For the purposes of this article, I am going to focus on jobs where the main responsibility is instructional design.  Throughout most of my career, I held positions where I did a lot of instructional design but I also did other things like facilitate classes and/or administer the Learning Management System.  I will spotlight those types of positions in a separate article, though.

Also, a lot of the cool kids are calling themselves “Learning Experience Designer” or “LXD” nowadays.  I have also seen “Learning Designer”.  Those are basically the same as what I will be describing here.  I do like those titles and think they probably more aptly describe the role but, most job postings and companies that I’ve seen still use the “old school” term.

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Corporate Training Classroom

I didn’t know I wanted to become a Corporate Trainer until I was selected to teach Walt Disney World Traditions back in the early 90’s.  Once I got a taste of how energizing it was to hold an audience’s attention and inspire them, I was hooked.  I decided that’s what I wanted to do when I grew up which led to a 20+ year career in Learning and Development.  Are you interested in a corporate training job but not sure where to start?  Read on, friend.  You are in the right place!

If you are looking for an overview of several Learning and Development positions, check out “I Want to Be in L&D: Getting Started in  Learning and Development”.

What is a Corporate Trainer?

I am using the term “Corporate Trainer” but this is just one possible job title you might see.  Other examples may include Trainer, Training Facilitator, Learning Facilitator, Regional Trainer, Training Instructor, Sr. Instructor, Sales Training Facilitator, etc…

For the purposes of this article, I am focusing on jobs where the main responsibility is conducting/facilitating training.  For example, as a Regional Sales Trainer for CarMax, I did NOT have any instructional design responsibilities.  I trained employees on the CarMax Way (new employee orientation) and also conducted week long sales training for new sales employees that consisted of both classroom and some one on one training.  This is the type of role I will be highlighting here.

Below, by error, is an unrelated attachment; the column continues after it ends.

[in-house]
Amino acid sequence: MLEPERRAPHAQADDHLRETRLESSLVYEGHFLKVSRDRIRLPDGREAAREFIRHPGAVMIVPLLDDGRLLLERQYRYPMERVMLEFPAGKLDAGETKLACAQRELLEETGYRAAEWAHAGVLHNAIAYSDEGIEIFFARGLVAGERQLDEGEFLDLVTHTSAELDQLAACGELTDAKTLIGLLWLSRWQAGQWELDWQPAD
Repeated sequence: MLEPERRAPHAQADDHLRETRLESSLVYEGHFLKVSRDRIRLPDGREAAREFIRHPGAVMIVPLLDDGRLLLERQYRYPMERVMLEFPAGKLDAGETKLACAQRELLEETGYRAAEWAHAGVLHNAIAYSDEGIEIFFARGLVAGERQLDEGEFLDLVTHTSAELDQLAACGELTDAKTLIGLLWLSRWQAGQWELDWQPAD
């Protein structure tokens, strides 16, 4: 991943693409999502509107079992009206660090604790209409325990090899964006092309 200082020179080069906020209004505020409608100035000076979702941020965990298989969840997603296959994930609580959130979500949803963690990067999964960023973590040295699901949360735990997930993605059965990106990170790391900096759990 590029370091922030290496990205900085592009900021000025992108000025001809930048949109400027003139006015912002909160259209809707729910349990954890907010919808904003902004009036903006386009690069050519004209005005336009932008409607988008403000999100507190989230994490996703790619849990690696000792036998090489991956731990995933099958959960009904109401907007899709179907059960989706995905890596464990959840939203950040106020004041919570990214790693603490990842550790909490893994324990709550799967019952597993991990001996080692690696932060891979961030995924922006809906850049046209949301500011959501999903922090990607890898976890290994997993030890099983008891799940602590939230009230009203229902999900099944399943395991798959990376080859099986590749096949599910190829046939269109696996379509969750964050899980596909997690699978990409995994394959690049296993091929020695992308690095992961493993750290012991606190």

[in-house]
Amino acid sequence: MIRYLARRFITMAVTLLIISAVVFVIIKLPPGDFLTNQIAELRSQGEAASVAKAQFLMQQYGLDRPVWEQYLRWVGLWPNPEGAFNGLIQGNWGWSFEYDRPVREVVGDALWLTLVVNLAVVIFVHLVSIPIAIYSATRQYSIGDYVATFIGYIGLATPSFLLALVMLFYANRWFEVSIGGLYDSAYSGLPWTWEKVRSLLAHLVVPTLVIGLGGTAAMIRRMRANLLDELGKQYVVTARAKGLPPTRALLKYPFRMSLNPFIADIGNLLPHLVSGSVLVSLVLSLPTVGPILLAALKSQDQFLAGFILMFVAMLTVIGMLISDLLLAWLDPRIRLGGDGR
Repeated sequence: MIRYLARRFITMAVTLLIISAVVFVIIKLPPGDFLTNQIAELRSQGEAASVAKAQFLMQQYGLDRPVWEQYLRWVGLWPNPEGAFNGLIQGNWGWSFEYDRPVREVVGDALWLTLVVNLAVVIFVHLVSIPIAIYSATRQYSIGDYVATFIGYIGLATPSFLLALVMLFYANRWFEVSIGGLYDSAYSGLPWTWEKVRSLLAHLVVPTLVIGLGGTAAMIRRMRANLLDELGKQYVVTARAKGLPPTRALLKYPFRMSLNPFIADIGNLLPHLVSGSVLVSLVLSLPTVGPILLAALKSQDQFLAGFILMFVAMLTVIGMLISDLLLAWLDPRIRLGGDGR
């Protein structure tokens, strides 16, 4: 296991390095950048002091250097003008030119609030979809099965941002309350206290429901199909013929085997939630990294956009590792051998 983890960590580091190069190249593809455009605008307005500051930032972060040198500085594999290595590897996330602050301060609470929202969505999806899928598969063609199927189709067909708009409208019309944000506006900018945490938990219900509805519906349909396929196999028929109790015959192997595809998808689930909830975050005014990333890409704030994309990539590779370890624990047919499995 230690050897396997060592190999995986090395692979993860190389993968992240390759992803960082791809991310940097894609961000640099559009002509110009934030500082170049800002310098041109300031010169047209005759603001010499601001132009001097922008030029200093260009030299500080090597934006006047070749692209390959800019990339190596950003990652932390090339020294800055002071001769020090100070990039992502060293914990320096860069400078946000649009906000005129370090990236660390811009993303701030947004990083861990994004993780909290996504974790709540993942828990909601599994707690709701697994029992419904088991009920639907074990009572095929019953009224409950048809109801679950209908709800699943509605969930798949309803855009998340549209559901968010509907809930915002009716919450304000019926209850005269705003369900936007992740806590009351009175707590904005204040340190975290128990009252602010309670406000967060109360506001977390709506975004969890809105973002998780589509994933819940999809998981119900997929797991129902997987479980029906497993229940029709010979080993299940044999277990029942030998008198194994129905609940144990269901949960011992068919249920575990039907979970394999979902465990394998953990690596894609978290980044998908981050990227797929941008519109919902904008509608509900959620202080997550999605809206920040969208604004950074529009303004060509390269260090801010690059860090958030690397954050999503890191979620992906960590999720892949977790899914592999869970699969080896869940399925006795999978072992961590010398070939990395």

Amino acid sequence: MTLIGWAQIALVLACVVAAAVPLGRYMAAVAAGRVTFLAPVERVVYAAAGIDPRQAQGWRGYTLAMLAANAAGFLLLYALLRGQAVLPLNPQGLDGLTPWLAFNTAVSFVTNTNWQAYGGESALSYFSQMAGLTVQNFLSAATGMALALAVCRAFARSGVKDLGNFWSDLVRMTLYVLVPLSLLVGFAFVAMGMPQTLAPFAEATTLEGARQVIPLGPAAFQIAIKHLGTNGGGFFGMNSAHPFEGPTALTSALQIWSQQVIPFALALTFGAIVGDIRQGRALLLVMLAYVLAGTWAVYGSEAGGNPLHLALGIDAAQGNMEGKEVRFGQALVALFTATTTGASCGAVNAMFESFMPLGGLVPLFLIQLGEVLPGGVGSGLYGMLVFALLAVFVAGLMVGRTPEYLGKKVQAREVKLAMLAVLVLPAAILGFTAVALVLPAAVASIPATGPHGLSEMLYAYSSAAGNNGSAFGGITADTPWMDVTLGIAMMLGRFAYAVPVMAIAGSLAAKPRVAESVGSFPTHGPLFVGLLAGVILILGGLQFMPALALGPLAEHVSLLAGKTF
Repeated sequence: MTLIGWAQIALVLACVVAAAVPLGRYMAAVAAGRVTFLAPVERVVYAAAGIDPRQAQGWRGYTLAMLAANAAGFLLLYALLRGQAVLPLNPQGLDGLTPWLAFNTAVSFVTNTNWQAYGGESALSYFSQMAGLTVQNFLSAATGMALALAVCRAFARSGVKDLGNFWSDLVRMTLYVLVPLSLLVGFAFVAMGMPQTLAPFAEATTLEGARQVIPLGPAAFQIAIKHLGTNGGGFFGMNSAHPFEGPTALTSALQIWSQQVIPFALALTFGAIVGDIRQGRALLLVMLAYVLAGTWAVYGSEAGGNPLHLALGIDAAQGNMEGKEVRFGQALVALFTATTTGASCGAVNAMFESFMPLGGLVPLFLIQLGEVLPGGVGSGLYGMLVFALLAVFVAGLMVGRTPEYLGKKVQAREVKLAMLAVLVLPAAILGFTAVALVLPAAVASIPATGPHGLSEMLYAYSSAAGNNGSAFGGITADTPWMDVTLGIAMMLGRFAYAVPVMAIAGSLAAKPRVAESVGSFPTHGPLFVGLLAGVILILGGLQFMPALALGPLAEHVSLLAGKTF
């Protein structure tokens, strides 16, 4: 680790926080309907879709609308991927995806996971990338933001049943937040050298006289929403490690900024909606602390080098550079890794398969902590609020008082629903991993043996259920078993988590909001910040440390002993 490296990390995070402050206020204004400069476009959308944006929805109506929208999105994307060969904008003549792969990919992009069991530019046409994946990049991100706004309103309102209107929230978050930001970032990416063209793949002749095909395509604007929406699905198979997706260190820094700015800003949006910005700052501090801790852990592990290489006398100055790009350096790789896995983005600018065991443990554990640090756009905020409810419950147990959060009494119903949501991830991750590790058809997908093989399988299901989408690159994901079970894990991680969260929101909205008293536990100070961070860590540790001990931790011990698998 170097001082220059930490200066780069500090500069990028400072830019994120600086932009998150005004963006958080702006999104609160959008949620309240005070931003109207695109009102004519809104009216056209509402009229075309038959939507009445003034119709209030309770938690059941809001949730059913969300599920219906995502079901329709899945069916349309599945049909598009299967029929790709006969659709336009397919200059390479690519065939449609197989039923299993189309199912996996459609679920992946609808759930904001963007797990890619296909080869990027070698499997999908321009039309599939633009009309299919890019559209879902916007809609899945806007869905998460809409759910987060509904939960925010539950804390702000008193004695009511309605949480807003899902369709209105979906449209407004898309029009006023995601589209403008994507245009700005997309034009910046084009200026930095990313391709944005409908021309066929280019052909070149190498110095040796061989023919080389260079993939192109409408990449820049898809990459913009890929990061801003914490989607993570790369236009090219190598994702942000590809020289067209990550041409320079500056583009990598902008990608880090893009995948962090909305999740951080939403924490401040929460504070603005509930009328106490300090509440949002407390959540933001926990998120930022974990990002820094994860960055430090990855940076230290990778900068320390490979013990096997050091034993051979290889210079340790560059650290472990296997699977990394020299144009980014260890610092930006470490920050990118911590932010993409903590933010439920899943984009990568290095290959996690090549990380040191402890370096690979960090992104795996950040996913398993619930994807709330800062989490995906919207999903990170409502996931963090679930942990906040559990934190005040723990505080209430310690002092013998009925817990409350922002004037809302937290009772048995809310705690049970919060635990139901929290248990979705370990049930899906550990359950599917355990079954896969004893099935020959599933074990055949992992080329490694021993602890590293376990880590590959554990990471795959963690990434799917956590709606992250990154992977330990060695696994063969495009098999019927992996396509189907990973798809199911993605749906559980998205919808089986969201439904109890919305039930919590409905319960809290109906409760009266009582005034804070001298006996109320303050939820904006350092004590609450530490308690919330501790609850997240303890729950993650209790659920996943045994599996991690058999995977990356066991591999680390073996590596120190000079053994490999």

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Learning and Development Professional conducting a training class

 

The Learning and Development (or Training and Development…or Talent Development…) field can be a very fun, exciting and lucrative place to build a career.  But how do you get started?  What type of job is the best fit?  What do you need to know before making the leap?  That’s what this article is all about!  We’re going to take a look at some of the most common positions within L&D along with an insider’s  (my) view on what each one does and how you can get started with pursuing them.

What Do you want to DO?

Before you can begin pursuing your L&D career, you need to figure out what you want to do.  You may already have some idea but let’s take a look at some of the most common roles within the field and see what will be the best fit.

Continue reading “I Want to Be in L&D: Getting Started in Learning and Development”